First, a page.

Those of you who like your modern-day Greek myths to come in pairs (who doesn’t?) need look no further than the current Premier League table, which reveals not just one contemporary Icarus tale, but two. Things may change between now and May, but the gurgling depths of the division are currently swallowing two managers who were recently soaring gleefully to untold heights.
Rock bottom of the division sits David Moyes, who not long ago was being ushered into the most prestigious job in world football, hand-picked to succeed the greatest manager in the history of the sport.
Having spent a decade in the Premier League’s middle regions, he had been bequeathed a champion team by a champion coach, and it’s fair to presume he did not foresee himself, four years on, in the thick of a relegation dogfight tasked with conjuring competence out of Papy Djilobodji.
One place above him is Sam Allardyce. Seven months ago he too was being handed the job he had spent a career pining after. “It’s no secret that this is the role I have always wanted,” said Allardyce upon being named England coach. Two months later he underwent perhaps the most ignominious sacking in the national team’s history – which, make no mistake, is a hell of an achievement.
No way back
On the one hand Moyes and Allardyce should be commended for their rapid return to work in the wake of chastening public catastrophe. Rather than holing up in a darkened room with a bottle of scotch, leaving drunken voicemails for Ed Woodward and Martin Glenn and refusing to face the outside world, the pair have simply dusted themselves off and clambered nobly back onto the managerial ladder.
On the other hand, their desperate recent struggles suggest that those catastrophes – as personal catastrophes tend to do – have left an indelible mark.
Being brutal, the fact of the matter is that neither of their reputations will ever truly recover. Even if Moyes was to engineer the most remarkable escape from relegation of all time, the history books will have him down first and foremost as Fergie’s failed successor. The profile of the episode dictates it.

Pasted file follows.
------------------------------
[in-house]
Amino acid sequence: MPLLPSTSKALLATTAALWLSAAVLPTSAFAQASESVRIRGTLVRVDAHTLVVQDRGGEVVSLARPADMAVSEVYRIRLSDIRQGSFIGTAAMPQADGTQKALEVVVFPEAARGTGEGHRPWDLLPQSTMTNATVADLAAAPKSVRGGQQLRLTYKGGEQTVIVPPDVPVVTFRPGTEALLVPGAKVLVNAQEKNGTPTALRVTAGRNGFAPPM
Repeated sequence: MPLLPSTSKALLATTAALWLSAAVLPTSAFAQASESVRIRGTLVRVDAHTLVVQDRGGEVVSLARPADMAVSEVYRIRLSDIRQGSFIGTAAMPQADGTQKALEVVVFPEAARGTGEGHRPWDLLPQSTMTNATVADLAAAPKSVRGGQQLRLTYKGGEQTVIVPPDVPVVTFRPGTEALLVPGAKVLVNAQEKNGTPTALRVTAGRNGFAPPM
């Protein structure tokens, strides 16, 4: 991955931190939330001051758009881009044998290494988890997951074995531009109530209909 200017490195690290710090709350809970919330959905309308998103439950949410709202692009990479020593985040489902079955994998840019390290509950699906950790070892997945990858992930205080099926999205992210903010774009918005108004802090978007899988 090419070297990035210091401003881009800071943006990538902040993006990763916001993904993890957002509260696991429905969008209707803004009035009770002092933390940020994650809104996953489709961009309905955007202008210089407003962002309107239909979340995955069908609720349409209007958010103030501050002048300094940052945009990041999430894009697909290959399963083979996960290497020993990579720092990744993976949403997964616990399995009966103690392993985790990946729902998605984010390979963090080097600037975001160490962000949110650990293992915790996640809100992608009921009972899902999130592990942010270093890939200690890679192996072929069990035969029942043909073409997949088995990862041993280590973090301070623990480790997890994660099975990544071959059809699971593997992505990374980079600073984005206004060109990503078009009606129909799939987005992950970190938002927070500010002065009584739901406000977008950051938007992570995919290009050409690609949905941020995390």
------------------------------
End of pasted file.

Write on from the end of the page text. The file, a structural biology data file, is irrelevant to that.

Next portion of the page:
Allardyce could do the same with Palace and yet forever be remembered as the man who lasted 67 days in the England job, sacked after one game for eyeing up extracurricular income. Like Jamie Pollock and the Decca Records executive who passed up the chance to sign the Beatles, Moyes and Allardyce will always be defined by that one moment of maximum ineptitude.
New York, New York
Moyes's response to Sunderland's latest capitulation was to whisk them off to the sub-zero environs of New York, explaining that "the psychology behind going somewhere so cold is that when we come back we’ll think Sunderland is Dubai".
Hardly Sigmund Freud, you might think, but then at this stage maybe there’s not much to be read into Sunderland’s dreadfulness: sometimes a cigar is just a cigar. They are quite simply very bad indeed, and perhaps the best thing for the Scot’s squad is to be removed entirely from their usual surroundings. After all, what the perennially doomed club really need is not, as the cliche goes, to “rediscover their identity”, but to shed it completely.
Moyes himself, on the other hand, does need to relocate a side of himself that's been absent ever since he left Goodison Park. Quite what that quality could be termed is harder to describe: from the outside looking in, Moyes's basic persona has remained broadly the same – patient, diligent, generally a good egg – but since that fateful summer of 2013 he has worn a haunted, haggard look. Tenacity has become tentativeness, conviction has become unease.
It's hard to escape the idea that something fundamental changed once his dream job began to play out as a living nightmare.